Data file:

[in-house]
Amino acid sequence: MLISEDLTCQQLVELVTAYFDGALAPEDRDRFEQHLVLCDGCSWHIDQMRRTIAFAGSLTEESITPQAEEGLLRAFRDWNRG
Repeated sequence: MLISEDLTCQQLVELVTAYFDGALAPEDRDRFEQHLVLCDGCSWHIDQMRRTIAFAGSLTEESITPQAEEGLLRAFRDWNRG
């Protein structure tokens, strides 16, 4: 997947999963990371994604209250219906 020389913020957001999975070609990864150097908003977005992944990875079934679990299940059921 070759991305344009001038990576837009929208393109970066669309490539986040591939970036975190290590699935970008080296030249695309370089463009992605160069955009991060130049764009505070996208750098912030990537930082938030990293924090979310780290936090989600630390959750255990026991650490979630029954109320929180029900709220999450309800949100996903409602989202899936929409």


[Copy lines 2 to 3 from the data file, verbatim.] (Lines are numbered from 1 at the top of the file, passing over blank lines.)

Amino acid sequence: MLISEDLTCQQLVELVTAYFDGALAPEDRDRFEQHLVLCDGCSWHIDQMRRTIAFAGSLTEESITPQAEEGLLRAFRDWNRG
Repeated sequence: MLISEDLTCQQLVELVTAYFDGALAPEDRDRFEQHLVLCDGCSWHIDQMRRTIAFAGSLTEESITPQAEEGLLRAFRDWNRG